It would take weeks – if not months – to explore all the interesting, historical or curious places in and around the city of Bath.

Karen Warren, a local writer, has researched some of the city’s hidden and unusual sights for a book called Secret Bath by Jonglez Publishing.

Here she picks out five places in Bath that are sometimes overlooked by both locals and visitors.

1. The Beazer Garden Maze

The Beazer Garden Maze is hidden in plain sight, just beneath the Pulteney Bridge. Children may occasionally run along its winding paths, but few passers-by stop to look at the 92,000 pieces of Italian marble mosaic that tell the story of Bath’s cultural and historical heritage. 

Look closely at the design and you’ll find mythological figures, architectural details, and Victorian railway arches. At the centre of the maze is a massive Gorgon’s head, representing the sun goddess Minerva Sulis, who gave her name to Aqua Sulis, the Roman city of Bath.

Beazer Gardens & maze in Bath
Image - Beazer Maze

2. The Gravel Walk and the Georgian Garden

On one side of Victoria Park is a pedestrian walkway passing the backs of gardens on Gay Street and The Circus. This is the Gravel Walk, created in 1771 so that ladies and their suitors could avoid the dirt and the noise of the city streets while walking to the shops and the Pump Room

Then, as now, the path had the feel of a peaceful country walk, secluded and shaded by trees. Today’s visitors can also stop to visit the Georgian Garden, a recreation of a typical town garden of the 18th century.

As you walk you may spot a deep depression beside the path – the remains of a duelling ground. It is said that the ghosts of those long ago duellers still frequent the area at night!

Georgian Garden in Bath

3. The Old Theatre Royal

Behind the unassuming exterior of the Old Theatre Royal on Old Orchard Street is a remarkable building with numerous tales to tell. Over the years it has housed a theatre, a Catholic church and burial place and, most recently, a Masonic lodge.

You can take a tour of the building to discover all of these very different histories. Wander among the catacombs and explore the small museum of Freemasonry. Then marvel at the theatre itself, with its eye-catching blue star-studded ceiling. 

The theatre is still occasionally used for events, so look out for performances there.

Old Theatre Royal
Image - Old Theatre Royal

4. The Wall of Walcot

The Wall of Walcot is the massive retaining wall on Walcot Street that supports the Georgian houses of The Paragon, high above the road. Look closely at one end of the wall – close to the Ladymead Fountain – and you’ll spot a series of curious stone faces. 

These figures were created at different times, but most were added in 2013, as a way of attracting visitors to the city’s artisan quarter and the independent shops of Walcot. Some – like the Shady Lady with her oversized sunglasses – were modelled on local traders. Others are symbolic or mythological figures.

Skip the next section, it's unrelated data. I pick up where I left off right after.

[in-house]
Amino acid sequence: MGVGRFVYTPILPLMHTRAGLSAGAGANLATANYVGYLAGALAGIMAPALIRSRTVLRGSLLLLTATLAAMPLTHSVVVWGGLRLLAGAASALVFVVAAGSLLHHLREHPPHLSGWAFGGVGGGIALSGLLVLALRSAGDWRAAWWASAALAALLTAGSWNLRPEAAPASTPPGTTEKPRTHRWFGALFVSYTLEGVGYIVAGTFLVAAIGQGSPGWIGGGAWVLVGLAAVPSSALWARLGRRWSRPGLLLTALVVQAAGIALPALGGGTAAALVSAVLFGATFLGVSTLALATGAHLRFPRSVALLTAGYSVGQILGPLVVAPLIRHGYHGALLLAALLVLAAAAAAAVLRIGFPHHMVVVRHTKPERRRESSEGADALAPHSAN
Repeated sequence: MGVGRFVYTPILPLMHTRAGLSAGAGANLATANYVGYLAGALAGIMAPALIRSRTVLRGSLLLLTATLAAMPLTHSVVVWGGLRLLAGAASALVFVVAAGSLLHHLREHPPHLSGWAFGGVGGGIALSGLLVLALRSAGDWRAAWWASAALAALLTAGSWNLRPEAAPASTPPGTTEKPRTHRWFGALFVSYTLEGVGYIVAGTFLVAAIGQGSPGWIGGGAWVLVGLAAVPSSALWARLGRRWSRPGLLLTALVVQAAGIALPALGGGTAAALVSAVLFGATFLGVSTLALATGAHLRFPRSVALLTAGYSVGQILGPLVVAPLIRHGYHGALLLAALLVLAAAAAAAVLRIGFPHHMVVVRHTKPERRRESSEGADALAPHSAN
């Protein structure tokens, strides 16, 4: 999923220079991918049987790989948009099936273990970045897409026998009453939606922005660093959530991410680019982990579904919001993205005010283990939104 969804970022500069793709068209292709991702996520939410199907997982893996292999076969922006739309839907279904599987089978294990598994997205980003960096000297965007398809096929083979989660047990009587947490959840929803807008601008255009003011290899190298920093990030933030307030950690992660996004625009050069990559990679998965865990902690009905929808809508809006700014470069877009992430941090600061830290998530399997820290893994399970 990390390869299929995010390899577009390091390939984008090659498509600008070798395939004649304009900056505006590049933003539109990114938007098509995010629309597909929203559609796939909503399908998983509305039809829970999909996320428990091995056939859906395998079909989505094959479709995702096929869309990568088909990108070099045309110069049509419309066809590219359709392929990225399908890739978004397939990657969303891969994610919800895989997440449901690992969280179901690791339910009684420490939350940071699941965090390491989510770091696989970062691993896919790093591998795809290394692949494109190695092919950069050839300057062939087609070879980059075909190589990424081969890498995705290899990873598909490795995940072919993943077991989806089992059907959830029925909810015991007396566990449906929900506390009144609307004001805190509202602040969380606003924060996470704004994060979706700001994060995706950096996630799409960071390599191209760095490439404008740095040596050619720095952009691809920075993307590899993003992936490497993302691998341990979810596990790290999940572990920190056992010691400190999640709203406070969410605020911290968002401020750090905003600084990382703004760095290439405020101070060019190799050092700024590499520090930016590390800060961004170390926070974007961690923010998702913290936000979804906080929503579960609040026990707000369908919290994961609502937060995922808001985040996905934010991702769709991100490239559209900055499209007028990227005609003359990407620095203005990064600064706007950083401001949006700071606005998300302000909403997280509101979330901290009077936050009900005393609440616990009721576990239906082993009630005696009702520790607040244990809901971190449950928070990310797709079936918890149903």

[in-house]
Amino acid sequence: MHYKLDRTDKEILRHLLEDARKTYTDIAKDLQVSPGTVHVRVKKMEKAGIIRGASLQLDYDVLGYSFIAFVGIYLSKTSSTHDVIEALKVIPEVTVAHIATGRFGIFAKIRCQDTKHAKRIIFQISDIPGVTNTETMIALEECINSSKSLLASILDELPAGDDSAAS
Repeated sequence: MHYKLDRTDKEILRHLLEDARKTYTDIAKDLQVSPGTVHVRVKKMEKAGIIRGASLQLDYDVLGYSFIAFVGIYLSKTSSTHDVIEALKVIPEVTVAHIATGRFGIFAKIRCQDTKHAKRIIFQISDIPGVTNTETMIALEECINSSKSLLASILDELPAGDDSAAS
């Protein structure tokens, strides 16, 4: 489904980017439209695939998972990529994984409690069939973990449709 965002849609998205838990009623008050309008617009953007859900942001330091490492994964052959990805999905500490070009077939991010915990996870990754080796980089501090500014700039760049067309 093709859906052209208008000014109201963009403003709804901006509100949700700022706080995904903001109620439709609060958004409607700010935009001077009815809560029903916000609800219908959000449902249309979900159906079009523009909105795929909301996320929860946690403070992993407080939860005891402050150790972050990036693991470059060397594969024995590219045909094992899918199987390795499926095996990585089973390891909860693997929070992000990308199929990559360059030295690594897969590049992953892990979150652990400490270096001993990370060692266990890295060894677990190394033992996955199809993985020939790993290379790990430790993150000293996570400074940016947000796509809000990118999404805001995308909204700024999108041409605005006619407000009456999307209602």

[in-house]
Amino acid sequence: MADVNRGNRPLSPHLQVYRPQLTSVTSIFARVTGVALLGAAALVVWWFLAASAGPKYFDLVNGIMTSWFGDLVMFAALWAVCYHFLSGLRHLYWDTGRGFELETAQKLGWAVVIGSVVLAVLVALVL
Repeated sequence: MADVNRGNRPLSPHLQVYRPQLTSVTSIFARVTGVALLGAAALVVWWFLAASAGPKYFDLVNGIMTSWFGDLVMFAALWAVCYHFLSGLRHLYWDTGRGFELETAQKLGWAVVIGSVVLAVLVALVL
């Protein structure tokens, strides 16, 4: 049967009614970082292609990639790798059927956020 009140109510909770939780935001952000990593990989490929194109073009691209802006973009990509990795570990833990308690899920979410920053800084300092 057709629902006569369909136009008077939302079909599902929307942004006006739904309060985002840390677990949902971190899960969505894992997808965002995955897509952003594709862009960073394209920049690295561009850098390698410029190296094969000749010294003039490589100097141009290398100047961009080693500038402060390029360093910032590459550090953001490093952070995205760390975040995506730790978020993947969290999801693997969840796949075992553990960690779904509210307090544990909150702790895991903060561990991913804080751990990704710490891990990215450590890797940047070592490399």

Walcot Street in Bath
Image - Walcot Street

5. St Stephen’s Church, Lansdown Road

Walking around the centre of Bath you are likely to spot the hillside church of St Stephen’s in the distance. But the exterior gives no clue to what lies within, a treasure house of Gothic Revival design.

Most remarkable is the stained glass, with 25 windows hand crafted by some of the major Victorian workshops. But you’ll also find a painted ceiling and a Pre-Raphaelite style painting in the upper gallery. 

I was particularly impressed by the opus sectile panels. These are a type of mosaic created from small pieces of painted stone, shell, or mother of pearl, all cut by hand to fit the design. They were popular in Roman times, and the technique was briefly revived in the 19th century.

Bath Skyline walk
Image - Bath's skyline, with St Stephen's Church top right

About the author

Karen Warren is a travel writer, book reviewer and novelist. You can read about her travels on WorldWideWriter and follow her on Twitter. And she would love to hear from you if you have any suggestions for places to include in her book Secret Bath (the more obscure the better…).


Beazer Maze
Municipal Park
Beazer Maze

Paved puzzle at the heart of Bath.

Georgian Garden
Historic Garden
Georgian Garden

Meticulously recreated authentic Georgian garden, free to enter.

The Old Theatre Royal
Bath's Original Theatre Royal and Masonic Museum

The Old Theatre Royal is an anonymous building in a quiet cobbled backstreet in the city of Bath, with a unique 265 year history.



  1. Vevitts
    I've driven past St Stephen's countless times but have never been in.

    Thanks for sharing.
  2. Lady A
    We really enjoyed walking to the view- up from Bath Spa station to Alexandra Park . We didn't follow the horrible Jacob's Ladder but went up Lyncombe Hill turned right into the field at the top and walked through Lyncombe Fields to the viewpoint.
    It is steep, but interesting and easier than the uneven steps on the ladder.
    To get back we went left from the view
    Lint in the Park and saw the second viewpoint, then followed the path down and went back through the woods back to Holloway and Bath city. It took about an hour in all being very slow and taking our time. There is even a coffee van at the viewpoint!
    A great way to see and enjoy Bath.
    Do try Walk to the View!
    The post highlights the beautiful architecture and stunning views of Alexandra Park, the tranquil atmosphere of Bath Botanical Gardens, and the history and charm of Prior Park Landscape Garden. It also introduces the Bath Postal Museum and the Museum of East Asian Art, which offer fascinating insights into different aspects of history and culture.

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